Presentation of the Légion d’Honneur to Mamadou Diouf
New York, September 22, 2014
Monsieur l’Ambassadeur de France aux États-Unis,
Monsieur le Consul général,
Monsieur le Conseiller culturel,
I am delighted to welcome you tonight to celebrate three men, Professor Mamadou Diouf, Michael Barker, and Tom Bernard, who will receive the highest distinction of the French government, the Légion d’honneur.
As the oldest and most prestigious French award, the Legion of Honour was created in 1802 by Napoleon and is awarded to those who have exceptionally represented French values and to whom France is particularly grateful.
Dear Professor Diouf, Michael Barker, and Tom Bernard, from African studies to the septième art, your achievements are diverse, but we owe you the same gratitude. These awards acknowledge your contributions to French-American friendship.
Dear Professor Diouf,
From Dakar to Michigan to New York City, you have invigorated African studies and enlightened generations of scholars. For more than 20 years, you have changed the way we approach African history and African studies. You are the leader of a new generation of scholars who are no longer interested in studying and understanding African history and society solely in relation to the colonial state. You investigate Europe and Africa in a continuous dialogue, in a process of adjusting to each other.
Your interdisciplinary approach led you to investigate the urban, political, social and religious aspects of African societies. I wish I could pay tribute to each of your works individually, but allow me to mention the most recent, Tolerance, Democracy, and Sufis in Senegal, a collection of 10 articles on democracy in your native country. That anthology offers a rich and nuanced historical ethnography and illuminates Senegalese democracy while reflecting on the structure of postcolonial and modern societies.
Your own commitment to training a new generation of African studies scholars is exceptional. From the Sorbonne in France, where you obtained a PhD in history, to the Cheikh Anta Diop University in Senegal, where you became a history professor, you have been nurtured by different sources of knowledge. You later joined the prestigious Council for the Development of Social Science Research in Africa, where – as Director of the Research, Information and Documentation Department – you shaped the institution to become the premier African social research centre.
You then came to the United States – to Michigan and New York – attracted by the new American approach to African studies. You have now been a professor in the United States for over 14 years, first at the University of Michigan and then at Columbia.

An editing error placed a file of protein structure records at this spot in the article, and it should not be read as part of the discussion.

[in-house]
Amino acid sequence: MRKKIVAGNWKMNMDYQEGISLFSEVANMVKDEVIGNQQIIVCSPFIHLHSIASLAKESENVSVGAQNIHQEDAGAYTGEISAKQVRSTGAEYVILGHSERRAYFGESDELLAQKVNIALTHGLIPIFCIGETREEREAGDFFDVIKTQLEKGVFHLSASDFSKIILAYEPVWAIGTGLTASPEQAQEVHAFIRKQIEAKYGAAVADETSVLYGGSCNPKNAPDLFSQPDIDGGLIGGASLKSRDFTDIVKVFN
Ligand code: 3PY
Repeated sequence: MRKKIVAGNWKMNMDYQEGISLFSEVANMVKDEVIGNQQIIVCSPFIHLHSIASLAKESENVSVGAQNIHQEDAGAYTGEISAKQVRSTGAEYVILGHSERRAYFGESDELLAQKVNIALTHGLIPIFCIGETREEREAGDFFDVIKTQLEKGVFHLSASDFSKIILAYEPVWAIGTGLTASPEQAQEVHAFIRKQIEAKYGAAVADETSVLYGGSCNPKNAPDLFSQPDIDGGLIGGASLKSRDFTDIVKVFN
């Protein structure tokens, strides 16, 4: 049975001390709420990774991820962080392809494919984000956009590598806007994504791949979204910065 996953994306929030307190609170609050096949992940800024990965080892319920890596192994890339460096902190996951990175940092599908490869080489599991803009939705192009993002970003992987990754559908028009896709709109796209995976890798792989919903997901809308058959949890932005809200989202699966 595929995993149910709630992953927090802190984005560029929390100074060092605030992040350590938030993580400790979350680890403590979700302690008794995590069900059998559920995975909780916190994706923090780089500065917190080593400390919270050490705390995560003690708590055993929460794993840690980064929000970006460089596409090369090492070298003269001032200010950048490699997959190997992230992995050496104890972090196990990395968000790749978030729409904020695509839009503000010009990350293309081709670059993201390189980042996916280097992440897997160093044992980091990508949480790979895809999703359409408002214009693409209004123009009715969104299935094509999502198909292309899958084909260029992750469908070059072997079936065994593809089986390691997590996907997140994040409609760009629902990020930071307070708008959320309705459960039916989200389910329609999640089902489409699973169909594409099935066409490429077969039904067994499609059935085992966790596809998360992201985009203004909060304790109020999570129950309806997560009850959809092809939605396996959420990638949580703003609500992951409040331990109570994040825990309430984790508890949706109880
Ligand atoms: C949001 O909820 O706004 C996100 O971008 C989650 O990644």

At Columbia you created the Joint African Studies Programme with Professor Richard Banégas, a transatlantic initiative between Columbia, Paris I, and Sciences Po. It combines French and American approaches to African studies and creates a unique international education. With more than 40 researchers and 250 students, it is evidence of your commitment to create educational opportunities across borders.
Cher Professor, as Director of the Institute of African Studies at Columbia and Leitner Family Professor of African Studies and History, you have shaped the university’s global leadership in the field of African studies. Your appointment in 2007 as the head of the institute marked a turning point for its endeavours.
As an intellectuel engagé, you have disseminated your expertise worldwide and have become a key player in the academic relationships between French, American and African universities.
Professor Diouf, your insight into the challenges of the world is what makes you such an effective teacher and inspiring mentor. Through your commitments, you forge connections between France, African countries and the United States. The intermingling of diverse minds from across continents, oceans and times produces a body of new knowledge. Cher Professor, I am honoured to award you the Legion of Honour as a heartfelt mark of our gratitude.
Professor Diouf, au nom du président de la République et en vertu des pouvoirs qui nous sont conférés, nous vous faisons Chevalier dans l’ordre de la Légion d’honneur./.
¹M. Fabius spoke in English.